Former Sanibel Vice Mayor Richard Walsh passes
Richard (Dick) J. Walsh, 84, formerly of Chicago and recently of Sanibel and Fort Myers, and Bridgman, Mich., succumbed to a staph infection after vascular surgery on Jan. 16, 2011.
He leaves his wife Flo, and eight of their nine children: Kyra (John Kilbourne), Beth (Robyn Naramore), Kate, Ellen (Bruce Ackerman), John, Sarah (Pierre Klatt), Abra (Philippe Baup), Hannah, and his beloved grandchildren Ariana Ackerman and Gabrielle and Mathieu Baup. He also leaves his brother Gerald M. Walsh, and sister Grace (Roy) Ryberg, and his many loved nieces and nephews.
He was preceded in death by his parents, Richard J. Walsh Sr. and Mae Utting Walsh, sisters Dolores Knutson and Pat Guentner (Jack Guentner) and his son, Richard J. Walsh Jr.
Dick graduated from Amundsen High school, De Paul University, and the University of Michigan Law School, Class of 1952. He served in World War II in the Army, marching through France, Germany and Belgium. He helped protect the Bridge at Remagen in Germany, then marched on to Berlin at the end of the Battle of the Bulge.
After Law School, Dick joined the Chicago law firm of Norville and Dent, which later became Walsh, Case, Coale and Brown. He practiced law passionately for 42 years, specializing in corporate and labor law.
One of his many lifelong interests was politics. He served as Democratic Precinct Captain in the 19th Ward of Chicago, President of the Board of the Catholic Adult Education Centers and President of the Board of the Catholic Interracial Council, holding these positions for 10 years in the ’60s and ’70s. He also served on the Board of the Powhatan Cooperative Association, the Weko Dunes Homeowners Association, and the Harvard St. George School in Chicago.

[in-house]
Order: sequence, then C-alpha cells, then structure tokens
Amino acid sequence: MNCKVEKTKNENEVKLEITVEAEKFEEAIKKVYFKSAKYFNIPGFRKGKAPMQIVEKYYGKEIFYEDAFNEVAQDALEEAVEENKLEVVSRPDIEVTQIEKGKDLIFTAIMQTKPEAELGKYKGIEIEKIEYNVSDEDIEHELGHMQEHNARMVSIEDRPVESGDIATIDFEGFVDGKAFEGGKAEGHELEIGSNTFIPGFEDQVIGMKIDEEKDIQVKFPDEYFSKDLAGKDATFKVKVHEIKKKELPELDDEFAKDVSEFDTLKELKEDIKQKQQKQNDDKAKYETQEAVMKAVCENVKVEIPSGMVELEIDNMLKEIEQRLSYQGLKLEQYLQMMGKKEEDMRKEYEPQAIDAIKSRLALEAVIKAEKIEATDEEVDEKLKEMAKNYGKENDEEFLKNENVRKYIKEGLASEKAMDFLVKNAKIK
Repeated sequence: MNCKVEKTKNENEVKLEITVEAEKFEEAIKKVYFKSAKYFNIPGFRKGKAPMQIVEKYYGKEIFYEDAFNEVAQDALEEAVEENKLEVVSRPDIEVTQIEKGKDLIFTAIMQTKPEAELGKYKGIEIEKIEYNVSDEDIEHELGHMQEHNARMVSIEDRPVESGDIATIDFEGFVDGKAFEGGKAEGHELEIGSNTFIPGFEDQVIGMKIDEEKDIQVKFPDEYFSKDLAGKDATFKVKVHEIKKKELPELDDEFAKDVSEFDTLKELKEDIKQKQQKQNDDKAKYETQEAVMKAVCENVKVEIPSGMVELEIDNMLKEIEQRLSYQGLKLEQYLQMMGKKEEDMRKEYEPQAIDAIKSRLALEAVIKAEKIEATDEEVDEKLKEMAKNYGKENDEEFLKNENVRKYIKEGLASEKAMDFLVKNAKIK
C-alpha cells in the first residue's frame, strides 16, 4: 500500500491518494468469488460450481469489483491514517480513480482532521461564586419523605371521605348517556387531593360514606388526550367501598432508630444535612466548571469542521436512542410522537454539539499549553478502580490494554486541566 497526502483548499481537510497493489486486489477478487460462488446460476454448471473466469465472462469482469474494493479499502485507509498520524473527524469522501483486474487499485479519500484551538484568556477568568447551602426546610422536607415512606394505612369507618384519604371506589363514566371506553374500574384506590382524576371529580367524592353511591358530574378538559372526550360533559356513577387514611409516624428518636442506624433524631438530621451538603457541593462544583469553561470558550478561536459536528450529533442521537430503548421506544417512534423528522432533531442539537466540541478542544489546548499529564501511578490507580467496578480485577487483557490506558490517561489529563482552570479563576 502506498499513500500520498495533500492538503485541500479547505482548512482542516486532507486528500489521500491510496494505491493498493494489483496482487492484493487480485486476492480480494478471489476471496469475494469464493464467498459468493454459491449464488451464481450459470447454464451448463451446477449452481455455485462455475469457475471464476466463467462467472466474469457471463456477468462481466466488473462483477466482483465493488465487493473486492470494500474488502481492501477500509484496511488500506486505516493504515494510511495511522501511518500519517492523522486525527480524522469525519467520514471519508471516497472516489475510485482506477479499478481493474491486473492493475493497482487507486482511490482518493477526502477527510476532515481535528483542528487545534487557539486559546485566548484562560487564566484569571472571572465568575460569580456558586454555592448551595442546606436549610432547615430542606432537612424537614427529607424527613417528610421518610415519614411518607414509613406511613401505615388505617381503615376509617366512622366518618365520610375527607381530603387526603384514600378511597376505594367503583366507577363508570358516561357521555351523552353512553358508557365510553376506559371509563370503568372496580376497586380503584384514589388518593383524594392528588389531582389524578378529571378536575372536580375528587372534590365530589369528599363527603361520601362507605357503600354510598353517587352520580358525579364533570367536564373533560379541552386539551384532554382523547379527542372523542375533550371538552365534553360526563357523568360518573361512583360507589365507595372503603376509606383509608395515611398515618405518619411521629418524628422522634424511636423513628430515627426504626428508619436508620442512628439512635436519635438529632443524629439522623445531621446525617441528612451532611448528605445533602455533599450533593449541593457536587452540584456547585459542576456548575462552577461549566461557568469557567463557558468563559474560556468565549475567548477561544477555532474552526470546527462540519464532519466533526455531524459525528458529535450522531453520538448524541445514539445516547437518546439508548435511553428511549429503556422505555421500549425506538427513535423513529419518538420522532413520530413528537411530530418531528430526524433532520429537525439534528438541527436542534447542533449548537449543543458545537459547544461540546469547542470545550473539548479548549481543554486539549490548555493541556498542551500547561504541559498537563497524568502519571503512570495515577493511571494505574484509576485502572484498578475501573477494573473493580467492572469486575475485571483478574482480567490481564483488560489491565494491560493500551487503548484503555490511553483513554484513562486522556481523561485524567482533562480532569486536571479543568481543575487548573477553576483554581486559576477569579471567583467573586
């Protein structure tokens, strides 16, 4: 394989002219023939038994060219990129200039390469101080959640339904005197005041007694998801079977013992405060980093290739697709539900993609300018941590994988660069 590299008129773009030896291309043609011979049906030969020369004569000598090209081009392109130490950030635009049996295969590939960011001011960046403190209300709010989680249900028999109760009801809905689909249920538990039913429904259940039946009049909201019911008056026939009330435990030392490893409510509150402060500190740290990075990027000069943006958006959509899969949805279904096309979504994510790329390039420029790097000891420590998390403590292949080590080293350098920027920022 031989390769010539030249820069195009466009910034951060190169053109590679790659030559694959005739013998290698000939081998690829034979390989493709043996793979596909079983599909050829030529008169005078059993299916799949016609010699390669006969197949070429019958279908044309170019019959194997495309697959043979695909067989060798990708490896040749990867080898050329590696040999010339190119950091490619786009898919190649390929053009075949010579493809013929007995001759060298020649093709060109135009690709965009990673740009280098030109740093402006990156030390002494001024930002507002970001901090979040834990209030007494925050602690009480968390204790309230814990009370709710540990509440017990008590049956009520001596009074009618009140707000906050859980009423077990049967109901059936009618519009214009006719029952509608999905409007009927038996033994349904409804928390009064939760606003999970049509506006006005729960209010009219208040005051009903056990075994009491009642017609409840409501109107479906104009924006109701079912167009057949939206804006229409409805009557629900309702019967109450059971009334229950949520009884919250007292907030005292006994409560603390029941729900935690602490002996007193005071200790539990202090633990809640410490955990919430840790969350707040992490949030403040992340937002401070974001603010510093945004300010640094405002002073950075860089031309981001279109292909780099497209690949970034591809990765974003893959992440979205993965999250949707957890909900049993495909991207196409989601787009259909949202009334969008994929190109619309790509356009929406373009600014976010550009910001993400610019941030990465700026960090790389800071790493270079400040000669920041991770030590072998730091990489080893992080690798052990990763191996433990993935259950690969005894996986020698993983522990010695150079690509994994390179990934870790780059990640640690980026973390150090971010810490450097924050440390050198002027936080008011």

Dick was devoted to preserving the natural environment. As co-chair of Hope for the Dunes in Bridgman, Mich., he successfully lead the organization that was instrumental in preserving 247 acres of pristine sand dunes for posterity.
Dick co-chaired the grassroots organization “McSPOIL” on Sanibel, which successfully denied access to fast food restaurant chains on that barrier island which is so unique in preserving its natural environment. Dick enthusiastically served on Sanibel City Council with intelligence and honor for four and a half years. He served as both Vice Mayor and Councilor.
Dick loved his family, books and reading, libraries, sun and beaches, travel, talking on the phone, and his friends who were loyal and legion.
A memorial service will take place on Thursday, Jan. 20 from 3 to 6 p.m. at the Mastique Club House at 12701 Mastique Beach Blvd. in Fort Myers (on John Morris Road near Summerlin Road). Another memorial is planned for Chicago, at a time as yet to be determined. The burial will be private.
Contributions may be made to the Sanibel Public Library or the Bridgman Public Library.